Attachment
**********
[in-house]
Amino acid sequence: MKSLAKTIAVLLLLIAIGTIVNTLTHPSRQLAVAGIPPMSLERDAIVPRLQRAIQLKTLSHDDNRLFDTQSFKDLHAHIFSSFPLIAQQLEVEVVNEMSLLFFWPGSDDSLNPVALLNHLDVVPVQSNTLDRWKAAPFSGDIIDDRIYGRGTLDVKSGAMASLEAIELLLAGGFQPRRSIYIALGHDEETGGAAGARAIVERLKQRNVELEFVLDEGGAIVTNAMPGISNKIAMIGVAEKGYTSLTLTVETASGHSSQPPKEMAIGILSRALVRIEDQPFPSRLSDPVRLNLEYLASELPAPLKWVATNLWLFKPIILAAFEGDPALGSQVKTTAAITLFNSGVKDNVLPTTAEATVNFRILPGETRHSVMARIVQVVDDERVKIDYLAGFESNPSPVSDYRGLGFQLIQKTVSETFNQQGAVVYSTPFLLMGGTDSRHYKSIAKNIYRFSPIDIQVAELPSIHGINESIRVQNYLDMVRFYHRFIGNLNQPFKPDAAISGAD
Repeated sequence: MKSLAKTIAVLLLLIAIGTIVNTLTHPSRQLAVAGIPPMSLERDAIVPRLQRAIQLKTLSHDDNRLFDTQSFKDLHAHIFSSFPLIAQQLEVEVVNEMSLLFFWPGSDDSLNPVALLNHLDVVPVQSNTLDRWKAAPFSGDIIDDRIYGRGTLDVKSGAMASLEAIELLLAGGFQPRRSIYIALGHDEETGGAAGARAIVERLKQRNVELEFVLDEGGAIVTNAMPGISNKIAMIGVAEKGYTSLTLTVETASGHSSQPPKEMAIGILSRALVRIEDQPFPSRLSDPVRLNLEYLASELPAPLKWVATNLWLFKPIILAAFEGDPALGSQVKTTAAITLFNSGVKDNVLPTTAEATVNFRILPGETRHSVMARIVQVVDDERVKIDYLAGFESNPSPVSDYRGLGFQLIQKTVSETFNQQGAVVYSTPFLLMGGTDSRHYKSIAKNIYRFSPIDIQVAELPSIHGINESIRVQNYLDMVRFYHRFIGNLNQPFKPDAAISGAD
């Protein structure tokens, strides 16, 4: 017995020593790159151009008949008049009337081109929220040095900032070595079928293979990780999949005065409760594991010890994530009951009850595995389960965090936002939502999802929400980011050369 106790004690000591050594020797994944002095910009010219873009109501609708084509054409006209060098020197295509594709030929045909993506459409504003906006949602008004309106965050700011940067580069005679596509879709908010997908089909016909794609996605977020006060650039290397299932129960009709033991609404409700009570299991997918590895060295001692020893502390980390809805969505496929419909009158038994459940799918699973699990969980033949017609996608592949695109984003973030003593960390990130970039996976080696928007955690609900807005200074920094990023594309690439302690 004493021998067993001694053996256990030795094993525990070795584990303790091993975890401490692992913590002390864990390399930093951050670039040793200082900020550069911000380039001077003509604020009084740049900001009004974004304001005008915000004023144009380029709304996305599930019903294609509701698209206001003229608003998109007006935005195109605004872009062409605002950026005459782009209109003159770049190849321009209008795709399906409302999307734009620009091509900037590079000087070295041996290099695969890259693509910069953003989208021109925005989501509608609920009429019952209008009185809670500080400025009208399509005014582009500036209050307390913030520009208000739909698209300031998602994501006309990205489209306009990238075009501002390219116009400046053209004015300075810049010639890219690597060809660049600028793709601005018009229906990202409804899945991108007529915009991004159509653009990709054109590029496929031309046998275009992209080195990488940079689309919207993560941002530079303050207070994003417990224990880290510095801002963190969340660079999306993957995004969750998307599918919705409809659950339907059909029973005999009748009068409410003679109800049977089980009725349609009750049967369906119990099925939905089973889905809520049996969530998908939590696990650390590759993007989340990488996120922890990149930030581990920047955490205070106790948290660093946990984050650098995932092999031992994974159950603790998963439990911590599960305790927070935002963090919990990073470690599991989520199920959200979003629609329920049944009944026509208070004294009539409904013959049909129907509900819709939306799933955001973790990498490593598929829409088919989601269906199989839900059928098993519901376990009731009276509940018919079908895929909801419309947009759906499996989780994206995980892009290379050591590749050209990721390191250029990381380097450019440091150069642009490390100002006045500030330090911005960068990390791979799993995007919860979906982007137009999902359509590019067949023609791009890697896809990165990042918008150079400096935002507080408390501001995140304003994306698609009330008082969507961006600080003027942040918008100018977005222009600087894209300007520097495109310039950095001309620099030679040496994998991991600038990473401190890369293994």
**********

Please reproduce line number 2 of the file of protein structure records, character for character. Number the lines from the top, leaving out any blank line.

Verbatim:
Amino acid sequence: MKSLAKTIAVLLLLIAIGTIVNTLTHPSRQLAVAGIPPMSLERDAIVPRLQRAIQLKTLSHDDNRLFDTQSFKDLHAHIFSSFPLIAQQLEVEVVNEMSLLFFWPGSDDSLNPVALLNHLDVVPVQSNTLDRWKAAPFSGDIIDDRIYGRGTLDVKSGAMASLEAIELLLAGGFQPRRSIYIALGHDEETGGAAGARAIVERLKQRNVELEFVLDEGGAIVTNAMPGISNKIAMIGVAEKGYTSLTLTVETASGHSSQPPKEMAIGILSRALVRIEDQPFPSRLSDPVRLNLEYLASELPAPLKWVATNLWLFKPIILAAFEGDPALGSQVKTTAAITLFNSGVKDNVLPTTAEATVNFRILPGETRHSVMARIVQVVDDERVKIDYLAGFESNPSPVSDYRGLGFQLIQKTVSETFNQQGAVVYSTPFLLMGGTDSRHYKSIAKNIYRFSPIDIQVAELPSIHGINESIRVQNYLDMVRFYHRFIGNLNQPFKPDAAISGAD